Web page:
I applaud efforts. Not just because the effort in question is influencing my opinion to stay a customer, but also, because it’s 2016. It’s a hard economy for some and when a vendor is actually trying hard to keep me as a customer, I’m naturally drawn to support them with my wallet.
There is a certain type of businessman I’ve witnessed over the years with an exceptional skill at making me feel like a wanted and valued customer: The Indian Restaurateur.
After a few years travelling Europe on business, I moved back to Stamford, UK. My first stop was a place of worship; one of the local Indian Restaurants. My first return to Stamford for 7 years left me astounded when the waiter asked me “Do you remember me?” After 7 years he remembered my name, my sister’s name and my favourite dish.
I’m often in one end of the country – then the other, and when visiting I usually surrender to my addiction to hot food. On almost every occasion, they remember me by name. I don’t tip excessively, nor am I the record holder for the messiest table. I’m told I could compete, though.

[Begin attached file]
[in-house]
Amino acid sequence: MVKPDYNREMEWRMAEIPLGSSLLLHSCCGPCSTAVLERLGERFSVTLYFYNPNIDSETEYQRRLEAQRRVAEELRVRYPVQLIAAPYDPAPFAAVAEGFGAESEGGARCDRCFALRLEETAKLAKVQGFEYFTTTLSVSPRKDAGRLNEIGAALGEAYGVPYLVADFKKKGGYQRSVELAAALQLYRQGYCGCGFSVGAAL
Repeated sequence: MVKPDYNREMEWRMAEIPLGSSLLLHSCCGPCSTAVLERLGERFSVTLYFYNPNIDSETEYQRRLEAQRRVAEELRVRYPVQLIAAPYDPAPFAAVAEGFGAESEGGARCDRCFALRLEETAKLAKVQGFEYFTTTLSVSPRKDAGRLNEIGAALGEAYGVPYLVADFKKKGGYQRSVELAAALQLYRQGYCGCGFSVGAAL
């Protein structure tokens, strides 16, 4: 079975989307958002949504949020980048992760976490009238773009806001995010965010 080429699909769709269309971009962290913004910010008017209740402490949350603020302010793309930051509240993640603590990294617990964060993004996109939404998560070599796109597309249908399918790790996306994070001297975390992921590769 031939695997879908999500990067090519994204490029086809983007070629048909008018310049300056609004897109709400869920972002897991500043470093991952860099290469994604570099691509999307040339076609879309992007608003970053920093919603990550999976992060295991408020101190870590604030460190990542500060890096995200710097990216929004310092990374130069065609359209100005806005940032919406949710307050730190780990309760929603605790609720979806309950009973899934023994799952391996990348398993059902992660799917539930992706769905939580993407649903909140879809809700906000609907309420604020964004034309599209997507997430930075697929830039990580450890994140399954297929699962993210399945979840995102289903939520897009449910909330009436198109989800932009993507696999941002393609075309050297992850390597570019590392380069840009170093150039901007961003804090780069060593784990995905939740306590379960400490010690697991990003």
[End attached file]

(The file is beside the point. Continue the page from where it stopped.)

Every time, I’m reminded of the power of ‘Knowing your customer’ and how simply making me feel ‘remembered’ enforces customer loyalty inside me.
I am starting to understand this weird science behind customer loyalty and putting that energy into the work I do, as a CRM consultant. For me, understanding the science gives weight to that age-old saying “it’s 8-times more expensive to acquire new customers than retain existing ones”.
In a domain where people are obsessed with conversions and optimisations, businesses shouldn’t lose sight of a ‘good old fashioned’, ‘knowing your customer’.